Griffin Wired Keyboard for iOS Devices – ‘Book Mystique Review

One of the reasons I rarely connect my iPad to an external keyboard is my dislike of Bluetooth. I do use a wireless keyboard with my office Mac, thanks to the the excellence of Logitech’s K-750 series Wireless Solar Keyboards. However they operate on RF frequencies, using a dedicated receiver dongle in a USB port, connect instantly, and don’t require fooling around with pairing. Disconnect? Just pull the plug.

It’s very much like with a wired keyboard, only with no physical connection between the ‘board and the port. However, hard-wired keyboards haven’t been an option with iOS devices until recently, with the appearance of several products available in both Lightning and 30-pin versions. These include Belkin’s Secure Wired Keyboard for iPad (supports iPads only); MacAlly’s IKEYLT Wired Keyboard; and the subject of this review — the Griffin Wired Keyboard for iOS Devices from Griffin Technology, a Nashville, TN based developer of often somewhat out of the mainstream Apple product accessories. The company was founded on Paul Griffin’s kitchen table in 1992. Griffin products are still conceived, designed and developed in-house, and continue to push the envelope of the industry the company helped create.

Griffin’s Wired Keyboard offers full iOS key functions and tactile feedback with the added advantage of a cord that makes connections and disconnections quick, easy, and positive, with no pairing required.

The Griffin Wired Keyboard is available in 30-pin or Lightning connector versions, and connect to the iDevice (iPad, iPhone or iPod touch) via the docking port. Alas, still no mouse. Perhaps someone in Griffin’s product development is listening….

Created specifically with school environments in mind (but still cool for,those of us who just prefer wired input), the Griffin Wired Keyboard helps instructors avoid challenges that inevitably crop,up when pairing several iPads with several Bluetooth keyboards. Since there is never a need to change batteries, recharge the keyboard or go through a Bluetooth pairing process, teachers can focus on teaching lessons rather than spending time troubleshooting connection issues. The generous one-meter cord provides enough length to configure workspaces comfortably.

“Our Wired Keyboard is an easy plug and play solution that we designed for use in classrooms as a convenient option for students and teachers,” says Erin Wiles, Education B2B Business Development honcho at Griffin Technology. “Additionally, with the advent of digital standardized testing, school districts are implementing rules for devices that require the use of an external keyboard not connected by Bluetooth. Our Wired Keyboard ensures that iPad tablets will meet SBAC and PARCC testing requirements.”

The keyboard is extremely light -– featherweight really — and should be minimal hardship to take along when going mobile. The housing is a good quality plastic molding in a dark gray metallic finish with black key caps, and a fine – textured black on the bottom.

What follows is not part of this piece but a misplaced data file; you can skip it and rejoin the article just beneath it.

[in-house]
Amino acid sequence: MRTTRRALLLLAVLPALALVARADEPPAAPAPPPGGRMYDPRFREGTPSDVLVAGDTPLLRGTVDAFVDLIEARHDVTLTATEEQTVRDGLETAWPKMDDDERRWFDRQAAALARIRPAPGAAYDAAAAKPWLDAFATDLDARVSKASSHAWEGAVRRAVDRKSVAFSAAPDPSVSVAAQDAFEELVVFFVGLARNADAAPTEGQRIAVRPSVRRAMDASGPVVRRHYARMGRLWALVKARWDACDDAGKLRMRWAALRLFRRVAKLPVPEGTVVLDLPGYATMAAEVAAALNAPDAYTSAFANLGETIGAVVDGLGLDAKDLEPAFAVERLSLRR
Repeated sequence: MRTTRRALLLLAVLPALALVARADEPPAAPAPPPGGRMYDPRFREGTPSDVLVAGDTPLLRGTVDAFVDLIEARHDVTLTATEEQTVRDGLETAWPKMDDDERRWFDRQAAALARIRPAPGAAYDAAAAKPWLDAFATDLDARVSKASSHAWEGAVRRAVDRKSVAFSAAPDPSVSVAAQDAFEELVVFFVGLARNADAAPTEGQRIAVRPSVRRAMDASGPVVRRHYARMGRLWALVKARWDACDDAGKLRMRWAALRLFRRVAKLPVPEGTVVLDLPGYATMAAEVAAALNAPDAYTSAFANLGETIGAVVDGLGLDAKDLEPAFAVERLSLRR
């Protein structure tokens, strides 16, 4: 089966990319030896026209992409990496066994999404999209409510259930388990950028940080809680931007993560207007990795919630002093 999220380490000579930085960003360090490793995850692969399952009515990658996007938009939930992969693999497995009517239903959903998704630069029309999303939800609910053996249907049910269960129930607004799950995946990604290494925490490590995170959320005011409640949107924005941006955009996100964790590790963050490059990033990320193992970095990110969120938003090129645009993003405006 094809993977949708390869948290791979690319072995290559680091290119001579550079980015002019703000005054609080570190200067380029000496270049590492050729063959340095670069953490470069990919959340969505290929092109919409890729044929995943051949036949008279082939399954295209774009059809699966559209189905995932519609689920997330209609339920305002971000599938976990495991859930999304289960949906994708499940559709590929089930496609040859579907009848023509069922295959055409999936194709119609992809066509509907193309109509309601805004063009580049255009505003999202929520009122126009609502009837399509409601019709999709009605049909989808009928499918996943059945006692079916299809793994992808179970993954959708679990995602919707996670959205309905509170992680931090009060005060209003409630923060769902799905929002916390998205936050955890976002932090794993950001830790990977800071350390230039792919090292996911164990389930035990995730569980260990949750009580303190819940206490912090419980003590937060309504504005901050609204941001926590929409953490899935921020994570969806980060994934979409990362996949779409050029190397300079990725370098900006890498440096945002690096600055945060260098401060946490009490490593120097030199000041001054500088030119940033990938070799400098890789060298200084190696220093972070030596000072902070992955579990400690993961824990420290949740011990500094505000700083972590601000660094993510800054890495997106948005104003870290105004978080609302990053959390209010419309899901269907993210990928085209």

The electronics, such as they are on a wired ‘board, live in a box section channel of the bottom enclosure molding that also serves to raise the rear of the keyboard (obligatory or nearly so by convention, albeit ergonomically wrong), but this is far from unique to the Griffin ‘board).

The main alphanumeric keypad keys are mostly where you would expect them to be. I would have preferred a row of standard F–Keys on top with an fn function modifier key in the lower left corner. As it stands, we get a row of dedicated iOS function keys for things like volume, multimedia controls, and so forth, and an unmarked bottom left key.

Of course, I have to keep reminding myself that this is a keyboard purpose–built for the iOS, and not for OS X or Windows, which in a roundabout way brings us to the philosophy of using an external keyboard with an iPad at all. Personally, I’ve gotten used to typing on the virtual on-screen keyboard, and in general I prefer it because it preserves what I perceive to be the iPad’s marquee advantage: self-containedness and no-hassle, computing anywhere portability.

However, I have no quarrel with others who prefer a freestanding keyboard for productivity and comfort, and I really don’t like typing on virtual keyboards smaller than the ones in the iPad mini.

The Griffin Wired Keyboard’s key action is short, but somewhat stiffer and with more membrane keyboard “over-center” tactile feel than I prefer. Others may like the stiffish action, but I find it less than optimally comfortable

So I have mixed feelings personally about the Griffin Wired Keyboard for iOS. On the one hand, I applaud Griffin (and its competitors) for offering wired keyboards for those of us who prefer wired input over the hassle of pairing Bluetooth, wireless latency, and so forth, or who are challenged by the issue of too many Bluetooth devices operating in close proximity.

On the other hand, as noted, I find the Griffin’s relatively stiff keyboard action unappealing, at least for long form entry. I do hasten to emphasize that I’ve been battling chronic polyneuritis for nearly 20 years, and consequently I am of necessity extremely picky about keyboard feel and feedback. Maybe one in 15 or so keyboards that I try really suits me. Most people will probably find the Griffin Wired Keyboard’s action just fine.

I’ll give the Griffin Wired Keyboard a four out of five rating

Griffin’s Wired Keyboard sells for $59.99, comes with a three-year warranty and is available at:

For more information about Griffin Technology’s education products visit:

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